Is Nasrallah contemplating war (backed by Iran), or is he again making empty threats?

As expected, the issue of the maritime border between Lebanon and Israel continues to be the main issue that Hezbollah leader Hassan Nasrallah communicates in his speeches.

Until June 2022, Nasrallah and other senior Hezbollah figures claimed that Hezbollah’s policy was not to intervene in the matter and that the decision regarding the maritime border was the sole responsibility of the Lebanese state. In his speech on June 09, 2022, following the positioning of the Karish gas rig on June 5, 2022, Nasrallah changed his approach and made it clear that this step was to be considered an attack on Lebanon. Nasrallah began to portray a new equation, stating that this act was a de facto occupation of Lebanese land and assets on Israel’s part. Nasrallah made it clear that this subject is in the Lebanese national interest, seeing that the income deriving from the gas field would go to the state, thus contributing to the Lebanese coffers, enabling it to get out of its financial plight. Therefore, all Lebanese must show national responsibility, fight for their rights and prevent it from the Zionist enemy. Nasrallah compared the maritime border issue to the “liberation” of south Lebanon from Israel.

Nasrallah stated that Hezbollah would serve as a “resistance” and “defender of Lebanon” and mentioned the triangular equation of the Lebanese army, the Lebanese people, and the Lebanese resistance. Nasrallah made it clear in this speech that the resistance and Lebanon do not want war but want Lebanon’s oil and gas to remain in Lebanese hands, and therefore they are not afraid of war, and the Israeli enemy must understand this. Nasrallah made it clear that Hezbollah was not a party to the negotiations and would not be part of them and that the resolution was in the hands of the president, the prime minister, and the head of the parliament.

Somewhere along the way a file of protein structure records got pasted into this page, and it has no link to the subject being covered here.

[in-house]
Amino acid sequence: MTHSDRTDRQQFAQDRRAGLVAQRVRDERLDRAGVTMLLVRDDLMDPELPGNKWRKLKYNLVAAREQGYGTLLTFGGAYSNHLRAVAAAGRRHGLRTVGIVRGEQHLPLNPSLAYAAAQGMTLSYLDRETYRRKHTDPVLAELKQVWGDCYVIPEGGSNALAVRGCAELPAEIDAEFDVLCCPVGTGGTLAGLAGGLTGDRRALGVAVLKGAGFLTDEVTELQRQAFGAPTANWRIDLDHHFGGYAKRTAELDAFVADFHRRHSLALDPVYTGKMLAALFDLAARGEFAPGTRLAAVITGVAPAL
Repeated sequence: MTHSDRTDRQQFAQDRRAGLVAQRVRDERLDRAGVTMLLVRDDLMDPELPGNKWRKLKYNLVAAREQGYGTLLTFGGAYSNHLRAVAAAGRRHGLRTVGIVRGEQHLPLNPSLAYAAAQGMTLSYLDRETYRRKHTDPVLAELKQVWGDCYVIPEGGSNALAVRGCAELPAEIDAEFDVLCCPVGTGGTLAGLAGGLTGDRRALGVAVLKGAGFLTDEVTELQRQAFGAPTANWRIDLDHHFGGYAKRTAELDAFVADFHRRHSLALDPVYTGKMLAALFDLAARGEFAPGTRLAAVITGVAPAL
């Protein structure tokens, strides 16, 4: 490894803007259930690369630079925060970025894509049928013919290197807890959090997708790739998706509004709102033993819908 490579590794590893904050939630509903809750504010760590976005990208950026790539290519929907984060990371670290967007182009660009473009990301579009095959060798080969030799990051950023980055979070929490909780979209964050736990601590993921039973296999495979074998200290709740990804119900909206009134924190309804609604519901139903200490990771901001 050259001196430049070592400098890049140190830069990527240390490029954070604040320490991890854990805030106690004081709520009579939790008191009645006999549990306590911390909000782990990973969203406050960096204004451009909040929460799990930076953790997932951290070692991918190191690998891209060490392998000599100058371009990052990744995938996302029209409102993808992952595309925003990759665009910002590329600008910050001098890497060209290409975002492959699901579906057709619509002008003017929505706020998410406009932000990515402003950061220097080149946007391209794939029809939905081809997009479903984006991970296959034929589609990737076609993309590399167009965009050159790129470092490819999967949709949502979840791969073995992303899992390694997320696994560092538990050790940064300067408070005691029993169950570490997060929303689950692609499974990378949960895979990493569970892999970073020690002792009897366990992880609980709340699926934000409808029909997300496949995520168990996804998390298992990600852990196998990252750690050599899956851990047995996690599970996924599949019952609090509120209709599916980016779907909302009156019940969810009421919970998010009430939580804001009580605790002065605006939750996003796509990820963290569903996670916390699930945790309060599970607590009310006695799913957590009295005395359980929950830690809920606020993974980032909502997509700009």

(Note: For more information, see our article presenting an overview of the Lebanese position in the negotiations vis-à-vis the Israeli position, what are the circumstances and what are the scenarios that could lead to a military escalation: )

Since June and until now, it is evident that significant progress has been made in the negotiations between Israel and Lebanon. However, on June 29 and July 2, Israel intercepted altogether 4 UAVs launched by Hezbollah at the Karish gas rig as a hint of Hezbollah’s capability and as a threatening message to Israel’s infrastructure assets.

On July 13, Nasrallah gave his annual speech marking the anniversary of the outbreak of the Second Lebanon War in 2006. Nasrallah intensified and expanded the threat to Israel regarding maritime borders and gas resources. He began his speech with verses from the Quran, the tradition of Al-Hajj (22), from verses 39 to 40. These verses mean Allah will help Muslims fight those who do injustice to them. This quote may indicate his impending intentions…

In his speech, Nasrallah stressed the Israeli-American project intended to isolate Iran and the attempt to unite Arab countries against Iran. He linked this to President Biden’s recent visits to the Middle East, emphasizing Israel and Saudi Arabia. He also noted that Biden’s visit was against the backdrop of the gas and oil crisis, so Lebanon must protect its rights.